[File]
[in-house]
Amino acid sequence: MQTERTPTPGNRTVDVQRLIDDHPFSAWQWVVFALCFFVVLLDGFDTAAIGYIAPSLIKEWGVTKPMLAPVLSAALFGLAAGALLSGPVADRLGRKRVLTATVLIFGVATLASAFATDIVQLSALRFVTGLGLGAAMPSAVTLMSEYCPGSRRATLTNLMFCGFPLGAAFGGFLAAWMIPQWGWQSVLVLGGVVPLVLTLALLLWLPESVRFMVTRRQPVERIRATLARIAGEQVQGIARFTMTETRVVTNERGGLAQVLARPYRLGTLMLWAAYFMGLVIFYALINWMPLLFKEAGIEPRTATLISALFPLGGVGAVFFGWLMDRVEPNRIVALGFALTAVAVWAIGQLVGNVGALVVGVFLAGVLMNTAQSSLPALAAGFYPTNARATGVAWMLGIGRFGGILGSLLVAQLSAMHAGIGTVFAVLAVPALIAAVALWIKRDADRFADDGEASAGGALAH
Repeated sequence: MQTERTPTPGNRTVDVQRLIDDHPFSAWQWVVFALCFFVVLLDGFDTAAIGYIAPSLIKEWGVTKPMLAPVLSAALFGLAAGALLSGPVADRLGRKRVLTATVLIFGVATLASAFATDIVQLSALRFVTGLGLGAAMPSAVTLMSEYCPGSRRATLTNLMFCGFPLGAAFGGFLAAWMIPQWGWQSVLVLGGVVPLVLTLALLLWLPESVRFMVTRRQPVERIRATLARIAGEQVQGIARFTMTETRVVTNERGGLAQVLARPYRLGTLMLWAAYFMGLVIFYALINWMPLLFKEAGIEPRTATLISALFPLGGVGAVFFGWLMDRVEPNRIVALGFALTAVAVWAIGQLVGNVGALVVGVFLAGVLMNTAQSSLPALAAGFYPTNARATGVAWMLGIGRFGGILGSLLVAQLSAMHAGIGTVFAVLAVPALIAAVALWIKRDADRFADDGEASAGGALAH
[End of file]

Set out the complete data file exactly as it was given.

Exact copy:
[in-house]
Amino acid sequence: MQTERTPTPGNRTVDVQRLIDDHPFSAWQWVVFALCFFVVLLDGFDTAAIGYIAPSLIKEWGVTKPMLAPVLSAALFGLAAGALLSGPVADRLGRKRVLTATVLIFGVATLASAFATDIVQLSALRFVTGLGLGAAMPSAVTLMSEYCPGSRRATLTNLMFCGFPLGAAFGGFLAAWMIPQWGWQSVLVLGGVVPLVLTLALLLWLPESVRFMVTRRQPVERIRATLARIAGEQVQGIARFTMTETRVVTNERGGLAQVLARPYRLGTLMLWAAYFMGLVIFYALINWMPLLFKEAGIEPRTATLISALFPLGGVGAVFFGWLMDRVEPNRIVALGFALTAVAVWAIGQLVGNVGALVVGVFLAGVLMNTAQSSLPALAAGFYPTNARATGVAWMLGIGRFGGILGSLLVAQLSAMHAGIGTVFAVLAVPALIAAVALWIKRDADRFADDGEASAGGALAH
Repeated sequence: MQTERTPTPGNRTVDVQRLIDDHPFSAWQWVVFALCFFVVLLDGFDTAAIGYIAPSLIKEWGVTKPMLAPVLSAALFGLAAGALLSGPVADRLGRKRVLTATVLIFGVATLASAFATDIVQLSALRFVTGLGLGAAMPSAVTLMSEYCPGSRRATLTNLMFCGFPLGAAFGGFLAAWMIPQWGWQSVLVLGGVVPLVLTLALLLWLPESVRFMVTRRQPVERIRATLARIAGEQVQGIARFTMTETRVVTNERGGLAQVLARPYRLGTLMLWAAYFMGLVIFYALINWMPLLFKEAGIEPRTATLISALFPLGGVGAVFFGWLMDRVEPNRIVALGFALTAVAVWAIGQLVGNVGALVVGVFLAGVLMNTAQSSLPALAAGFYPTNARATGVAWMLGIGRFGGILGSLLVAQLSAMHAGIGTVFAVLAVPALIAAVALWIKRDADRFADDGEASAGGALAH